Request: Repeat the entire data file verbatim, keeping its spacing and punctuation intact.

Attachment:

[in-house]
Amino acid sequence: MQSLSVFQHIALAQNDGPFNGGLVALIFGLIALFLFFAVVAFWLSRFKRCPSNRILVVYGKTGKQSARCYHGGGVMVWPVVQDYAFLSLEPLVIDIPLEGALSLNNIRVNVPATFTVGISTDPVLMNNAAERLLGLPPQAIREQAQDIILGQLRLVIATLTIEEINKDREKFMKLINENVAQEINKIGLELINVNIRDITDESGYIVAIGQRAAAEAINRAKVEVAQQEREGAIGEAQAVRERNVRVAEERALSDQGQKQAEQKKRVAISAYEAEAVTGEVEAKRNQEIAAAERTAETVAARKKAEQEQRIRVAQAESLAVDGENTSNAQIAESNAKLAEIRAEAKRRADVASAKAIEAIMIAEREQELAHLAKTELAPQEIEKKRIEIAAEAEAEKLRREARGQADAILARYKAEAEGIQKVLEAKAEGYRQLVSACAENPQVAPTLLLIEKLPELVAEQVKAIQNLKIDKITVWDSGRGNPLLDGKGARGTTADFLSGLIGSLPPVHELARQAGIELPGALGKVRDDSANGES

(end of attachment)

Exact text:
[in-house]
Amino acid sequence: MQSLSVFQHIALAQNDGPFNGGLVALIFGLIALFLFFAVVAFWLSRFKRCPSNRILVVYGKTGKQSARCYHGGGVMVWPVVQDYAFLSLEPLVIDIPLEGALSLNNIRVNVPATFTVGISTDPVLMNNAAERLLGLPPQAIREQAQDIILGQLRLVIATLTIEEINKDREKFMKLINENVAQEINKIGLELINVNIRDITDESGYIVAIGQRAAAEAINRAKVEVAQQEREGAIGEAQAVRERNVRVAEERALSDQGQKQAEQKKRVAISAYEAEAVTGEVEAKRNQEIAAAERTAETVAARKKAEQEQRIRVAQAESLAVDGENTSNAQIAESNAKLAEIRAEAKRRADVASAKAIEAIMIAEREQELAHLAKTELAPQEIEKKRIEIAAEAEAEKLRREARGQADAILARYKAEAEGIQKVLEAKAEGYRQLVSACAENPQVAPTLLLIEKLPELVAEQVKAIQNLKIDKITVWDSGRGNPLLDGKGARGTTADFLSGLIGSLPPVHELARQAGIELPGALGKVRDDSANGES